Monday, October 30, 2017

"Fog of War" Maps with Real-World Data

Summary

In this post, I describe an approach for generating "fog of war" maps from real-world location data collected by Google via your mobile phone, in the style of classic real-time strategy video games, implemented in MATLAB.

Background

Growing up, I was a big fan of real-time strategy (RTS) video games, with my favorites in the genre being Age of Empires II, Rise of Nations, Age of Mythology, and Impossible Creatures. A standard feature of these games is called "fog of war", a borrowed term for a game mechanic that hides areas of the map that you have not visited yet and/or are not currently occupying to simulate limitations on human view distance and encourage exploration. Typically, you have full visibility to areas you are currently occupying, and limited visibility to areas you passed through but have since vacated, as seen in the image below.


screenshot from Age of Empires showing the "fog of war" mechanic; source: Giant Bomb

Switching gears, I recently stumbled upon Google Maps Timeline, which allows Google users to peruse their personal location history as recorded by their mobile phones. I immediately found the data fascinating as a way of characterizing my transportation habits with uncanny precision. Putting the two ideas together, I reasoned that I ought to write a program to make a fog of war map with my personal real-world location data.

Implementation

My personal data encompasses about 120,000 latitude/longitude points dating back to May 2017, or about a point every 1-2 minutes. At a high level, my MATLAB program works like this:

  1. Parse the JSON location data from Google Takeout to extract only the lat/lon points. Other data such as confidence intervals and transportation mode are discarded. 
  2. Define a geographic region of interest with a geographic center, in plain English, and a zoom level. 
  3. Use Google's Geocoding API to translate the geographic center to a lat/lon point. 
  4. Use a 3rd party MATLAB function, plot_google_map.m, to retrieve a map image and lat/lon vectors using the Google Static Maps API. 
  5. Crop the lat/lon points to include only those inside the region defined by the map. 
  6. Generate an opacity map for where to "lift" the fog by plotting a circular marker at each location, then applying a series of Gaussian blurs at varying opacity values.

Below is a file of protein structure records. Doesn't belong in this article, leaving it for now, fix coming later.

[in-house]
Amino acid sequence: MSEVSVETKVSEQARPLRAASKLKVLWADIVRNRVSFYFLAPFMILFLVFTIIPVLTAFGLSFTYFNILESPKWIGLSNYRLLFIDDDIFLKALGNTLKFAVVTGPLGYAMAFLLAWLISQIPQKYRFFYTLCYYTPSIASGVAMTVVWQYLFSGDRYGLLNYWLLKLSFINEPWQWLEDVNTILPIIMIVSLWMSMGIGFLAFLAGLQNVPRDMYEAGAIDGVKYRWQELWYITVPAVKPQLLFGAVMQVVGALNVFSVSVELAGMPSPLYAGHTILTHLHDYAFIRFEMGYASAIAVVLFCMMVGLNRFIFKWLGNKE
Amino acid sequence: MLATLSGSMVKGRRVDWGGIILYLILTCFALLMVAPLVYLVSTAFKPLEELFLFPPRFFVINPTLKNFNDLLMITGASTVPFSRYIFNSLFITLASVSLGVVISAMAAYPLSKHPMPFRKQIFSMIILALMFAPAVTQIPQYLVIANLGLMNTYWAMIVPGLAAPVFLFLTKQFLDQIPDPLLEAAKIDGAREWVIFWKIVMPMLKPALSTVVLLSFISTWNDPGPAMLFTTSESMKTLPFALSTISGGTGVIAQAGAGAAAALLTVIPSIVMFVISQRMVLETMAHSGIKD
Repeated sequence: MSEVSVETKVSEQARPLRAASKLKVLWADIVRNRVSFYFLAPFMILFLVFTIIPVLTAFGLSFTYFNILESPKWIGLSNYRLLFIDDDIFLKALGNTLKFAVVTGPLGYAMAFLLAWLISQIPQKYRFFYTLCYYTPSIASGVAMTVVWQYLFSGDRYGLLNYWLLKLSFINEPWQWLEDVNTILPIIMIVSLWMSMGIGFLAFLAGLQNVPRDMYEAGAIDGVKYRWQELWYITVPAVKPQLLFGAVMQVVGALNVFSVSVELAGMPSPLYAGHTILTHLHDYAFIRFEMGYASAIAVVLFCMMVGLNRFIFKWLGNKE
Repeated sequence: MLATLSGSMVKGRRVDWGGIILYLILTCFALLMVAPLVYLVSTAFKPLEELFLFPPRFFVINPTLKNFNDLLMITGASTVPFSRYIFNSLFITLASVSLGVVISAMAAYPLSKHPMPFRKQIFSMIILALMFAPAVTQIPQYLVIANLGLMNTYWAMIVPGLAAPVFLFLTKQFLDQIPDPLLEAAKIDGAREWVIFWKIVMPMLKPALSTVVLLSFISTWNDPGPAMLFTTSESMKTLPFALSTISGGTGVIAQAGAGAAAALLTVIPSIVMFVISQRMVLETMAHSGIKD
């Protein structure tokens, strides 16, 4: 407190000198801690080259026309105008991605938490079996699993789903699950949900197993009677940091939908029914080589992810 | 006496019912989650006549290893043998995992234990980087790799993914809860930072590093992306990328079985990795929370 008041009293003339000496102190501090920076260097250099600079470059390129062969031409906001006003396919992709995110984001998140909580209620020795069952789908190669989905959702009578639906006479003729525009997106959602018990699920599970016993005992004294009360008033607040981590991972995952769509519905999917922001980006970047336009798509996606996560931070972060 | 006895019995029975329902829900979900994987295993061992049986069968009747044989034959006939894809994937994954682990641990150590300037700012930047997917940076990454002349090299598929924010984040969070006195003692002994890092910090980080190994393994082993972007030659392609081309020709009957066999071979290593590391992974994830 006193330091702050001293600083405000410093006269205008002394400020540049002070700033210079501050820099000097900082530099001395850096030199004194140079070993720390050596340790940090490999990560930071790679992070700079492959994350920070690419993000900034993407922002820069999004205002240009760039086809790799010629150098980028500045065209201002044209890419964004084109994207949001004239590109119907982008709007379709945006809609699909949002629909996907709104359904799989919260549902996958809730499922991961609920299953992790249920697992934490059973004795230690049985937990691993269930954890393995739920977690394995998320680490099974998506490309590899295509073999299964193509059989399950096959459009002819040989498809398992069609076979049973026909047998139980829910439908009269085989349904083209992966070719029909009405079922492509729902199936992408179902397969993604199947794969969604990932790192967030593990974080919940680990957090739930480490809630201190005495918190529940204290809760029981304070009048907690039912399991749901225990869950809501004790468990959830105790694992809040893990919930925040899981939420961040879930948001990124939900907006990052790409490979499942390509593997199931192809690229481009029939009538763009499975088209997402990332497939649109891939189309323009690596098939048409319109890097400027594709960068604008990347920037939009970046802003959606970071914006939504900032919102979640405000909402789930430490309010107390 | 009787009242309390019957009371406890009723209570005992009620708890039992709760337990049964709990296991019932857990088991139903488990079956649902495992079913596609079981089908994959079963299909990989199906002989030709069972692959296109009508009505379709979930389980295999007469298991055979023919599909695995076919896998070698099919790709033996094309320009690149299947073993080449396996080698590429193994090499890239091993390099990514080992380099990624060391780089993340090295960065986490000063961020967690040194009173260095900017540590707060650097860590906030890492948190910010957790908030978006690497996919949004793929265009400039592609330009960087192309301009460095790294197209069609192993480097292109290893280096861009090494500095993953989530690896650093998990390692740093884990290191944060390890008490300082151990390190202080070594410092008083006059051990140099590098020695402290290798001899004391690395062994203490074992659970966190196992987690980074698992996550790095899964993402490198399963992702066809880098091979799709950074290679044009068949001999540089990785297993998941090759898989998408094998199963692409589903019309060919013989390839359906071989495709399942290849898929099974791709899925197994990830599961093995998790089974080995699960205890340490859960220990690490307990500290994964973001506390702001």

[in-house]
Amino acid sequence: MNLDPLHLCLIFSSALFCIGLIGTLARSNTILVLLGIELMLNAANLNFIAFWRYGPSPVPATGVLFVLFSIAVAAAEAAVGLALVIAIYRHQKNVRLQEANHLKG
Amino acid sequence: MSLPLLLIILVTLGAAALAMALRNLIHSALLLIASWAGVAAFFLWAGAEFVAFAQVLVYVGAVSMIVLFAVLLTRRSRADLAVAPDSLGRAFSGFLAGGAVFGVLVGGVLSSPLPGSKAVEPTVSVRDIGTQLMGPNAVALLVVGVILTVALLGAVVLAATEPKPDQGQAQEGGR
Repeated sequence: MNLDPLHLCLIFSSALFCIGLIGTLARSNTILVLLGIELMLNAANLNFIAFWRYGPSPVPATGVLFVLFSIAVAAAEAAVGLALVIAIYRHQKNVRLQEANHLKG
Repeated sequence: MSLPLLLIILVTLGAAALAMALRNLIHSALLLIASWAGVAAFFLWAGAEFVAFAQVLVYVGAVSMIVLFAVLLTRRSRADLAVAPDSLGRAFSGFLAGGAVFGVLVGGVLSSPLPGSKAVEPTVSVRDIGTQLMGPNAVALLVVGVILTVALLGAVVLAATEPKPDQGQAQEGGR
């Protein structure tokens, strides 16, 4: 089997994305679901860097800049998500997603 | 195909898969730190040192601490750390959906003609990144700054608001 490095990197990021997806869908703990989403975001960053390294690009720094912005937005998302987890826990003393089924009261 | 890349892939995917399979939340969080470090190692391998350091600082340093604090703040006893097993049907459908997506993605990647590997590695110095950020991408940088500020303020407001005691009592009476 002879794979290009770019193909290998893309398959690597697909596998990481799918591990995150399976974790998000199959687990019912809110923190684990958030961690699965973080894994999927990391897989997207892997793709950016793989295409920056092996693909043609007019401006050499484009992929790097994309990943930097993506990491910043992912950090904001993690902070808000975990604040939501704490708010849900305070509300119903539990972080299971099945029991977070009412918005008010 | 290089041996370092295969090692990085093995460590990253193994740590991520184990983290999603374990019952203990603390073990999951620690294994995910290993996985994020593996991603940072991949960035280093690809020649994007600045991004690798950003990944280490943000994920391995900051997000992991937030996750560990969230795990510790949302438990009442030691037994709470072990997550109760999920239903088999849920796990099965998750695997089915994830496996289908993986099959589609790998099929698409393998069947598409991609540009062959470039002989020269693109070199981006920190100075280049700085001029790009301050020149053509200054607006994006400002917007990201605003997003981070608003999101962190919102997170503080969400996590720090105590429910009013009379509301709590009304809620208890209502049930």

7. Superimpose the map image with the opacity map to generate a shaded map image.
With this setup, the length scale of the unshaded area remains constant with varying zoom, which is not physically realistic, but provides a more interesting and useful map. In this way, as the zoom decreases, the fog of war becomes more general, and as you zoom in, more specific. Otherwise, the un-shaded regions would become nearly invisible at lower zoom levels, a reflection of how small the lengthscale of human vision is relative to the lengthscale of the Earth.

Results


Cambridge, zoom: 15



Boston, zoom: 11

By switching from maptype "hybrid" to "satellite", you can generate maps that look more like what you would see in a standard RTS game, although they are less practically useful for exploring data:



Boston, zoom: 11, maptype: satellite

Conclusions

These maps produced fascinating insights about my location and transportation habits. The fog of war visualization emphasizes only whether or not you have visited a particular location, and not how long/frequently. A heatmap might be a good way of incorporating a duration weighting into the standard fog of war visualization. The low sample frequency, ~1 sample every 1-2 minutes, limits the usefulness of this visualization to areas that you visit most frequently. Areas that I visited on vacation for only a few days produce maps that are disjointed and not very informative. Some online sources say that sample frequency can be increased somewhat despite the frequency not being directly user-adjustable. Overall, I see this method as being a useful tool to aid future urban exploration as I push into new territory and expand my map.

Source Code

Full source code is available via my GitHub.

No comments:

Post a Comment